The generally sympathetic documentary, “The Weather Underground” (the group’s name changed when their lawlessness forced them underground), portrays Weather members who put their lives on the line for peace and to oppose racism and who saw themselves as joining Black people and the Vietnamese in revolution. The Black Panthers, whose communal living facilities were dedicated to providing food and services to Black neighborhoods, shunned the Weathermen, calling the group’s violence “stupid and unnecessary.”
Brian Flanagan, a rare working class member of the Weather Underground, and alone among the former members interviewed in the Documentary, compared the Weathermen to Islamist terrorists and to Timothy McVeigh, noting that all shared the conviction that their own knowledge of what was right for society entitled them to break laws, to kill, to engage in terrorism. “When you feel that you have right on your side,” he said, “you can do some pretty horrific things.” Others interviewed in the Documentary remain unapologetic, and do not seem to see that their actions failed to inspire political change or even to help bring an end to the war. Bill Ayers, one of the group’s “rich kid radicals” said in a 2001interview, “I don’t regret setting bombs. I feel we didn’t do enough.”
Many in this movement that had superseded the anti war movement and transformed it into a divisive, patronizing, violent, disruptive force were Jewish. Why? Mark Rudd former leader of SDS at Columbia University and of the Weather Underground, addressed this question in a later essay. As he explains, although he was a third generation American, he grew up in an insular world where his “family carried the Jewish ghettos of Newark and Elizabeth with them to the suburbs.” He writes that his family was far from “assimilated, if that means replacing a Jewish identity with an American one.”
Rudd’s explanation for his political alienation is instructive. “As a child I never fell for the seduction of patriotism. It seemed so arbitrary, who’s an American and who’s not. If my relatives hadn’t emigrated, who would I be? Since I was also at core an idealist and a utopian—another Jewish tradition?—I wanted to skip all that obviously stupid and dangerous stuff that gave rise to wars and racism.”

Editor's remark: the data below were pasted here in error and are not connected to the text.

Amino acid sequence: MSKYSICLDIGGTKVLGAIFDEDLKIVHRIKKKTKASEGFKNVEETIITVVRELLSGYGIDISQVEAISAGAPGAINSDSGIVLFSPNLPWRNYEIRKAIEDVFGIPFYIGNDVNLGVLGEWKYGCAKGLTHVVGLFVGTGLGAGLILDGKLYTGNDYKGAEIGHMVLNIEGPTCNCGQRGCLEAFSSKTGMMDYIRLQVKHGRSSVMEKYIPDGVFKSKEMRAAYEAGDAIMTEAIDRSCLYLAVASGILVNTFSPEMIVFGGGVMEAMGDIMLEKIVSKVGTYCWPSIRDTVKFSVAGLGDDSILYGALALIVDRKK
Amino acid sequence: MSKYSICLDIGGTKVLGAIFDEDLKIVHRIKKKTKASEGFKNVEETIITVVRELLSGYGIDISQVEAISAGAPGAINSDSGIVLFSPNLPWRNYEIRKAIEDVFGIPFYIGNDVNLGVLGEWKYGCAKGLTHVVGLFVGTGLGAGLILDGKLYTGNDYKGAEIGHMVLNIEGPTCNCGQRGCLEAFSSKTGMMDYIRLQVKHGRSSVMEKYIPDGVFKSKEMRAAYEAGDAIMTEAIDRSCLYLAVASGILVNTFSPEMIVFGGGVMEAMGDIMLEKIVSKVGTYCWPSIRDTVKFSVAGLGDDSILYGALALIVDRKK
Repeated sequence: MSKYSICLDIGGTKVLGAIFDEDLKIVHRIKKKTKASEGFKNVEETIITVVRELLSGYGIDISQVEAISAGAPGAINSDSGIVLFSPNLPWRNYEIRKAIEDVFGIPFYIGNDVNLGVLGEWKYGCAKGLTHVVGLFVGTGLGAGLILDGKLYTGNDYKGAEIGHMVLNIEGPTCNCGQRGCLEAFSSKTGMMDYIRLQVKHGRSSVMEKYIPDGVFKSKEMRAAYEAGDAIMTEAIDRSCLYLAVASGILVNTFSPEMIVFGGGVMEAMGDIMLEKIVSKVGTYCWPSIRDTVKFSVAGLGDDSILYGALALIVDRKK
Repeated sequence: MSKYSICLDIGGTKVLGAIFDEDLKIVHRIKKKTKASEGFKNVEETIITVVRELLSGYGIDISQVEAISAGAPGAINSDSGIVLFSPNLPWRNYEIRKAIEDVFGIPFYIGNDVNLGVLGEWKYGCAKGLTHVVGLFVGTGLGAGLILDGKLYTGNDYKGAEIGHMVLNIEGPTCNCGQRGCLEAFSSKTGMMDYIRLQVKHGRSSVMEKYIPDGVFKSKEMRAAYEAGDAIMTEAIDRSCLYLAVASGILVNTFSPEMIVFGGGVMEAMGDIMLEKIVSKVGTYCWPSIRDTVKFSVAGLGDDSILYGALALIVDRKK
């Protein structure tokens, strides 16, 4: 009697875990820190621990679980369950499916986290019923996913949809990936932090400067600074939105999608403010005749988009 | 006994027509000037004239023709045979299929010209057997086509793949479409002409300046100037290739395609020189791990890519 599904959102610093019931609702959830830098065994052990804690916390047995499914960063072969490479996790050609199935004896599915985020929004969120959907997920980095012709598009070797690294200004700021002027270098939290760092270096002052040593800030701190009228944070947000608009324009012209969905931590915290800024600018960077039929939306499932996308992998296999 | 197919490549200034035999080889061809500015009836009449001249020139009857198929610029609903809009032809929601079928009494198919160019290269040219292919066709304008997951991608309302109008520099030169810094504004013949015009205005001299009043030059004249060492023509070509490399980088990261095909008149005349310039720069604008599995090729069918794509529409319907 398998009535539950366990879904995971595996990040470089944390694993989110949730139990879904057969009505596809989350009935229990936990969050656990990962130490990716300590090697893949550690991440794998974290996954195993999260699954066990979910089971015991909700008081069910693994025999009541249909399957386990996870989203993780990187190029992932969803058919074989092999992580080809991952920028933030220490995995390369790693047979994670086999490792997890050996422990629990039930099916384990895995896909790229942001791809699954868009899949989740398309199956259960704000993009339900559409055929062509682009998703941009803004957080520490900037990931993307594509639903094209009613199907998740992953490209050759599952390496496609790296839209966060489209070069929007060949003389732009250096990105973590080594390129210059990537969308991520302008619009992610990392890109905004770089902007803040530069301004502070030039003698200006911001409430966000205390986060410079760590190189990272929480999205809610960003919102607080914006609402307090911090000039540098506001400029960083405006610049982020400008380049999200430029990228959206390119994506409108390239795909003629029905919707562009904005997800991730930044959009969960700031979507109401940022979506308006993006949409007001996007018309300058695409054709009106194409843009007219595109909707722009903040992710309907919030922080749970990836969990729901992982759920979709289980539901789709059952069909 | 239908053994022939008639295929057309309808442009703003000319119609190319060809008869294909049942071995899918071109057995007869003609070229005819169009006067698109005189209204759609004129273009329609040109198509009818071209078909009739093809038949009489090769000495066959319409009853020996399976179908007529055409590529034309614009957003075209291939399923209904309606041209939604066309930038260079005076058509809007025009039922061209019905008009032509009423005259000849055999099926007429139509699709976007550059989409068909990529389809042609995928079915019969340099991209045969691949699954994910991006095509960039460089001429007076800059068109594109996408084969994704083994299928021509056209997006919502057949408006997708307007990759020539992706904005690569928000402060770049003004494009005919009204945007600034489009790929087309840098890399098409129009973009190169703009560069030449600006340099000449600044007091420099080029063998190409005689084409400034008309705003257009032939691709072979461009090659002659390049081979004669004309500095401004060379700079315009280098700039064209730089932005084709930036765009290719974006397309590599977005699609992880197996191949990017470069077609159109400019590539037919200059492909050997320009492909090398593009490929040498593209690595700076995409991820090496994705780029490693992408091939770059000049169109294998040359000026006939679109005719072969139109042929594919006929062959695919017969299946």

This is an astounding statement. He views being an American as the arbitrary result of immigration (although immigration was a purposeful event) and his Jewishness as an irreducible and positive trait. Then after speaking of the racism of his family (they moved out when Black families moved into their Newark neighborhood) he sees patriotism, a sentiment that presumably embraces all Americans including Blacks, as racist and treats his own membership in an insular racial group as “idealist and utopian.”
When Rudd entered Columbia he joined SDS where all of his mentors and friends, and indeed, most of the group, were Jewish. Rudd recalls many conversations with his Jewish comrades but never a conversation in which they “discussed the fact that so many of us were Jewish. This glaring lack alone might serve as a clue to what we were up to: by being radicals we thought we could escape our Jewishness. Left-wing radicalism was internationalist, not narrow nationalist; it favored the oppressed and the workers, not the privileged and elites, which our families were striving toward.”
While Rudd may have wanted to escape his identity and become one with the ‘workers,’ it seems that the workers had no interest in his revolutionary politics. Gilad Atzmon points out in ‘Being In Time,’ that when ‘revolutionary’ Jews went to Spain to join the Civil War, they found themselves in an International Brigade that was 1/4 Jewish and Yiddish was the lingua franca. While they wanted, as Rudd did, to escape their identity and join the proletariat, they found themselves in a “Jewish ghetto, fighting Spanish patriots.” They might have identified with the working class, but they were not a part of that class. Atzmon explains, “[t]he Red Jews who traveled to Spain ended up fighting in Jewish legions because ID politics and Left-orientation are largely a Jewish intellectual domain that is actually quite foreign to working people.”
Then, as if to illustrate his confusion, in Rudd’s next paragraph he switches to seeing the ‘revolution’ not as an escape from his identity but as an affirmation of it, stating: “Identifying with the oppressed seemed to me at Columbia and since a natural Jewish value. What outraged me and my comrades so much about Columbia, along with its hypocrisy, was that despite the large number of Jewish students the University had “the air of genteel civility. Or should I say gentile?”